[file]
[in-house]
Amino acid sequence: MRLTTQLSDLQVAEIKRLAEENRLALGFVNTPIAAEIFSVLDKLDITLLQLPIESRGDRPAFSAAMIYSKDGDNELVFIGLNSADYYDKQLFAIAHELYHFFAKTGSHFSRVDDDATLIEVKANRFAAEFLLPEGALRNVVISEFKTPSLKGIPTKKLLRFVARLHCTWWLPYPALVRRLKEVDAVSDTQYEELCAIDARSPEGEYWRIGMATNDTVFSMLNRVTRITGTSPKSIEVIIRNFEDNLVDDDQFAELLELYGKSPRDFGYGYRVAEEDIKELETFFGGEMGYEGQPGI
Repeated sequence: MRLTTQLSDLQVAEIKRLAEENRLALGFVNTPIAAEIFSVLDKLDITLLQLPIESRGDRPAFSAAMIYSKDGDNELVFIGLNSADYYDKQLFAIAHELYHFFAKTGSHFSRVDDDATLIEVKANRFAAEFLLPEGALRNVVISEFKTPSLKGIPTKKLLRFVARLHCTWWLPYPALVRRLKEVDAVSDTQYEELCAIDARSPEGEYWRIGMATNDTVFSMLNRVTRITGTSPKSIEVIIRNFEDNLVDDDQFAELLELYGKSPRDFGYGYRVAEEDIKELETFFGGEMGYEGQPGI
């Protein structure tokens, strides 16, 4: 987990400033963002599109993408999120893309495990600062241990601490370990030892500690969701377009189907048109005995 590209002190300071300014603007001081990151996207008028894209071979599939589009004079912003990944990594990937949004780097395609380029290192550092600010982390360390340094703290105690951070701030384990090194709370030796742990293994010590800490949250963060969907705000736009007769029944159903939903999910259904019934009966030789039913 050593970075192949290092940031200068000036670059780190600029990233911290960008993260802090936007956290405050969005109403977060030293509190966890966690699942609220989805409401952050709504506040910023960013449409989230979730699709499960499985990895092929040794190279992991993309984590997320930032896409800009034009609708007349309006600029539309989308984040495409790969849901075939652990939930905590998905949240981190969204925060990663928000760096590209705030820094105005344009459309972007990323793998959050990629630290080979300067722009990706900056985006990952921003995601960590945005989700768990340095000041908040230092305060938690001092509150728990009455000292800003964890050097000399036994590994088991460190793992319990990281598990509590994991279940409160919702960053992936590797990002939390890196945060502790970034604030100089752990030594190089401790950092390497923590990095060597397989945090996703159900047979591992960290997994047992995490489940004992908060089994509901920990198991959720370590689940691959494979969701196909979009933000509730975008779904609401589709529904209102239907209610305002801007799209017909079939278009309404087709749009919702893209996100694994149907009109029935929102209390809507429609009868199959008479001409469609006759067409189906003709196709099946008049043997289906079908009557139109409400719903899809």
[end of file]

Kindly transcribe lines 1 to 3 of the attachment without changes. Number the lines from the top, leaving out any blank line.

[in-house]
Amino acid sequence: MRLTTQLSDLQVAEIKRLAEENRLALGFVNTPIAAEIFSVLDKLDITLLQLPIESRGDRPAFSAAMIYSKDGDNELVFIGLNSADYYDKQLFAIAHELYHFFAKTGSHFSRVDDDATLIEVKANRFAAEFLLPEGALRNVVISEFKTPSLKGIPTKKLLRFVARLHCTWWLPYPALVRRLKEVDAVSDTQYEELCAIDARSPEGEYWRIGMATNDTVFSMLNRVTRITGTSPKSIEVIIRNFEDNLVDDDQFAELLELYGKSPRDFGYGYRVAEEDIKELETFFGGEMGYEGQPGI
Repeated sequence: MRLTTQLSDLQVAEIKRLAEENRLALGFVNTPIAAEIFSVLDKLDITLLQLPIESRGDRPAFSAAMIYSKDGDNELVFIGLNSADYYDKQLFAIAHELYHFFAKTGSHFSRVDDDATLIEVKANRFAAEFLLPEGALRNVVISEFKTPSLKGIPTKKLLRFVARLHCTWWLPYPALVRRLKEVDAVSDTQYEELCAIDARSPEGEYWRIGMATNDTVFSMLNRVTRITGTSPKSIEVIIRNFEDNLVDDDQFAELLELYGKSPRDFGYGYRVAEEDIKELETFFGGEMGYEGQPGI